On January 17, 2006, Ham was enlisted by the Philippine Basketball Association team Talk N' Text Phone Pals as its import.[5] He averaged 16 points in the 2006 PBA Fiesta Conference Playoffs. However, the Pals eventually lost to Air21 Express in the series, 2–3. Ham would go on to say that playing in the PBA was like “‘hooping in handcuffs’.[6]

In 2006, Ham served as a studio analyst for Fox Sports Southwest's coverage of the Dallas Mavericks' playoff run. He then became a member of the Orlando Magic summer league team in the Pepsi Pro Summer League from July 10–14, 2006. Ham later on appeared in the 2006 preseason with the New Jersey Nets.

In 2007, Ham had a preseason stint with the Mavericks but was waived on October 24, 2007.[7][8] He was then drafted third overall in the 2007 NBA D-League draft by the Albuquerque Thunderbirds.[9] On April 4, 2008, the Thunderbirds traded Ham to the Austin Toros.[10]

Coach[edit]

In October 2008, Ham was named an assistant coach for the Thunderbirds.[11] He later served as their head coach. In October 2011, he became an assistant coach for the Los Angeles Lakers.[12] In 2013, he joined the Atlanta Hawks' coaching staff.[13]

Personal[edit]

Ham's slam dunk during the 1996 NCAA Tournament made the cover of Sports Illustrated.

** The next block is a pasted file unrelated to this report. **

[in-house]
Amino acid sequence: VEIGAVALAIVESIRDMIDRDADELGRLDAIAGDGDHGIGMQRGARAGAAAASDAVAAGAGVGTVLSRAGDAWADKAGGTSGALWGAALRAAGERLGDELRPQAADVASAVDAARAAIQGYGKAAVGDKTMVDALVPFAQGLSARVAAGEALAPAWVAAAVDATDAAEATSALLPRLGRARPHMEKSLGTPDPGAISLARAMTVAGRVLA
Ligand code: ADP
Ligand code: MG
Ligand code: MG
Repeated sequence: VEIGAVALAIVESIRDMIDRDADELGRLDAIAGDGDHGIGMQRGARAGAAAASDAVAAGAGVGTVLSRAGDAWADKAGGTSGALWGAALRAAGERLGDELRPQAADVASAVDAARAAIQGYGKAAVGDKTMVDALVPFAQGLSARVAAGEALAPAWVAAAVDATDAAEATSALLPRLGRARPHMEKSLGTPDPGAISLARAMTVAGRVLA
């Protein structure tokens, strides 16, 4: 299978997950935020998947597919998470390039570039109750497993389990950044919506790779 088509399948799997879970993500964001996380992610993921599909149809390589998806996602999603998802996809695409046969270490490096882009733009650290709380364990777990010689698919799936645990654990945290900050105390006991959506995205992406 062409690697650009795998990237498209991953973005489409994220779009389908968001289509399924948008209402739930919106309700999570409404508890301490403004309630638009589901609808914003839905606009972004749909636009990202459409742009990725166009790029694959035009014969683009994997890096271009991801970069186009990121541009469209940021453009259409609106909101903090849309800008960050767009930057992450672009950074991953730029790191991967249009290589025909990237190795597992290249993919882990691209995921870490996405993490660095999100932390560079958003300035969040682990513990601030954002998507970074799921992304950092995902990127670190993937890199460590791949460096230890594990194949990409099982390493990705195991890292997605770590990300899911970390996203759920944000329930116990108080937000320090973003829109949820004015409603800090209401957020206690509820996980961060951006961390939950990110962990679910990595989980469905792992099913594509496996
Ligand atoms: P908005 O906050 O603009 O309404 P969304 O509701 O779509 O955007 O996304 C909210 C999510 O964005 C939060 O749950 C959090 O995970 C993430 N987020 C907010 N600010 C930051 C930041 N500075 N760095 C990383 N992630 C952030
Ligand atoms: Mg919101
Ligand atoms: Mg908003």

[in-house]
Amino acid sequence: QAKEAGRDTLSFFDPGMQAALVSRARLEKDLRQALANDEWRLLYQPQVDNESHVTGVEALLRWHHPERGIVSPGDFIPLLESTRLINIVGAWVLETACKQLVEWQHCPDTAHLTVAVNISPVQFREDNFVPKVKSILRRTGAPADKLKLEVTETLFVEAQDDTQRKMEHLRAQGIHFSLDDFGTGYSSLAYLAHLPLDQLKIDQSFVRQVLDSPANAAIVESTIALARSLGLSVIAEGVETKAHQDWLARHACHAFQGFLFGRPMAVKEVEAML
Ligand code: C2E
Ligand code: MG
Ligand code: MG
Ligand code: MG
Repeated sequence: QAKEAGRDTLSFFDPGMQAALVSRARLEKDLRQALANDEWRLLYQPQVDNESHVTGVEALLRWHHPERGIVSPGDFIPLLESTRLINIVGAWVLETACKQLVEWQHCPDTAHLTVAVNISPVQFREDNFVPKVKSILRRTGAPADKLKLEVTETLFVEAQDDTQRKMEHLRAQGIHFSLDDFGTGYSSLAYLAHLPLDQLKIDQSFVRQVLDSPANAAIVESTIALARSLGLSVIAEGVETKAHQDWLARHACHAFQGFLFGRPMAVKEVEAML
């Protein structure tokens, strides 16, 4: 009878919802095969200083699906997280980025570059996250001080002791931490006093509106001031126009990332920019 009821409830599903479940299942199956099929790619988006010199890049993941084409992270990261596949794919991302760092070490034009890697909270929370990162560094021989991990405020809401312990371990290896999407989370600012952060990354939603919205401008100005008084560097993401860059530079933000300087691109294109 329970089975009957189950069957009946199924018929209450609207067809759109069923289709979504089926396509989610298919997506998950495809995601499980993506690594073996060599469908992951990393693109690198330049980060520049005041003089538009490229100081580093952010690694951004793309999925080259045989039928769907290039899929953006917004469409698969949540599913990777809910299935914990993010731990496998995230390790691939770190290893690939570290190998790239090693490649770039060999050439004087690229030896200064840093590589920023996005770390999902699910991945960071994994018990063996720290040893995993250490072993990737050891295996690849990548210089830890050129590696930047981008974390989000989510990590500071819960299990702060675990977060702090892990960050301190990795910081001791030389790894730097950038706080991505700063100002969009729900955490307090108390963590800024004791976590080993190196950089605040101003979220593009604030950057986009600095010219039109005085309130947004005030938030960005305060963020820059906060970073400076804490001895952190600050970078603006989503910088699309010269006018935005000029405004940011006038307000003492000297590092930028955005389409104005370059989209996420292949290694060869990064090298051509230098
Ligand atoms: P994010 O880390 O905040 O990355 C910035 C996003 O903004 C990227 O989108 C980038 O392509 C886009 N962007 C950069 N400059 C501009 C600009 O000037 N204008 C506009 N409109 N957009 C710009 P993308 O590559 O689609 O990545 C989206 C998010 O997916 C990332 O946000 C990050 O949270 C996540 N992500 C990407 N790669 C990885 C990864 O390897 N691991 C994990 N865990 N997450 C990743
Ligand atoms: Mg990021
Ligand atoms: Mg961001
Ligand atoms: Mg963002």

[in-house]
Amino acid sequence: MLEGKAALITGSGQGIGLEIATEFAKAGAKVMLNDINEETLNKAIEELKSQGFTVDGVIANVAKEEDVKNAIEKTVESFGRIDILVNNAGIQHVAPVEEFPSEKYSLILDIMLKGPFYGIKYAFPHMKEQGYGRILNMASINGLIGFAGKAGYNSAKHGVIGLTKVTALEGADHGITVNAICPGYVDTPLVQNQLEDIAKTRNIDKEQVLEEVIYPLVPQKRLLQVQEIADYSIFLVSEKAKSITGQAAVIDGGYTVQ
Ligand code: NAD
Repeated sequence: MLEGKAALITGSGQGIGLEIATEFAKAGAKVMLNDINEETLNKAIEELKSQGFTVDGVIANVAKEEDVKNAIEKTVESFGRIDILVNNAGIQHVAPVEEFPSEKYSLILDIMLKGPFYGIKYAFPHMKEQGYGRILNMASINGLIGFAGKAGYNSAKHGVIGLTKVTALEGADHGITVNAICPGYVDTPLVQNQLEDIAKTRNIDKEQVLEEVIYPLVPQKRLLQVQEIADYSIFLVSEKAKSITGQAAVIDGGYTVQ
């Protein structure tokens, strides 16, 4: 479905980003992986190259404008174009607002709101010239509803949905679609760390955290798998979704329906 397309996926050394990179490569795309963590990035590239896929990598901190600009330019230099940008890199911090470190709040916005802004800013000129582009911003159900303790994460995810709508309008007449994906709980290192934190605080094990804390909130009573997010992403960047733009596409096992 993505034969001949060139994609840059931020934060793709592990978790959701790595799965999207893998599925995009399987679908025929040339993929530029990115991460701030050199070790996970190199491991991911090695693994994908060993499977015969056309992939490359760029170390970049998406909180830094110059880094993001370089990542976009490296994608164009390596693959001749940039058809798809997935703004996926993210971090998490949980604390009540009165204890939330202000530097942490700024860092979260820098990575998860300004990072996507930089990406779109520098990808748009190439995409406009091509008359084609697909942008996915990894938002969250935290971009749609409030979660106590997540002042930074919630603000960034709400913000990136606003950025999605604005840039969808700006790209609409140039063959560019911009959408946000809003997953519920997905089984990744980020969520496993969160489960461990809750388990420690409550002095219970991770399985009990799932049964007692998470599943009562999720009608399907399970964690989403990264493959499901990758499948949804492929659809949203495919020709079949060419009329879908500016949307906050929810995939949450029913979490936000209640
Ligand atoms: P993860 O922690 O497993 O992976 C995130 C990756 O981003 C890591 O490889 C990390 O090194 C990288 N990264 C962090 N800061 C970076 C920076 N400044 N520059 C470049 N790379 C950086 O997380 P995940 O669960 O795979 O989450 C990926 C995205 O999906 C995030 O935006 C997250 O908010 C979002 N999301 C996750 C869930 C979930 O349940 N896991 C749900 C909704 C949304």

Ham is the son of Wilmer Jones-Ham, the first female mayor of Saginaw, serving from 2001 to 2005.[14]

Darvin Ham is married to Deneitra Ham. They both went to Texas Tech.[15] His son, Darvin Ham Jr., plays for Northwood University.[16][17]

References[edit]

  1. ^ Darvin Ham NBA & ABA Statistics. Basketball-Reference.com. Retrieved on 2011-11-22.
  2. ^ http://www.tsn.ca/nba/teams/players/bio/?id=147
  3. ^ Darvin Ham NBA & ABA Statistics. Basketball-Reference.com. Retrieved on 2011-11-22.
  4. ^ Garcia, Michael (2007-11-23). "D-League: Thunderbirds' Darvin Ham to share NBA experience with younger players". The Albuquerque Tribune. Retrieved 2009-02-03. 
  5. ^ Pals take former Piston[dead link]
  6. ^ Can't Stop The Bleeding » The Propaganda War Against Darvin Ham. Cantstopthebleeding.com (2006-04-24). Retrieved on 2011-11-22.
  7. ^ "Mavericks waive Ham and Newson". Yahoo!. 2007-10-24. Retrieved 2007-11-10. 
  8. ^ "Darvin Ham game log". NBA. Archived from the original on May 1, 2008. 
  9. ^ Murrieta, J. P (2007-11-01). "Albuquerque Thunderbirds draft Texas Tech product". KOB.com. Retrieved 2007-11-10. 
  10. ^ Thunderbirds trade their #1 draft pick. Kob.com. Retrieved on 2011-11-22.
  11. ^ The Albuquerque Thunderbirds Welcome Their 2008–2009 Coaching Staff. Nba.com (2009-11-27). Retrieved on 2011-11-22.
  12. ^ Lakers hire Darvin Ham, espn.com
  13. ^ DARVIN HAM RETURNS TO HAWKS ORGANIZATION AS ASSISTANT COACH
  14. ^ Saginaw Government website. Saginaw-mi.com (2001-11-12). Retrieved on 2011-11-22.
  15. ^ Faces in the Crowd: Darvin Ham
  16. ^ Bridgeport senior Darvin Ham gives verbal commitment to play basketball for Northwood University – MLive.com. Highschoolsports.mlive.com (2010-02-23). Retrieved on 2011-11-22.
  17. ^ Former Bridgeport star Darvin Ham develops into versatile forward for Northwood

External links[edit]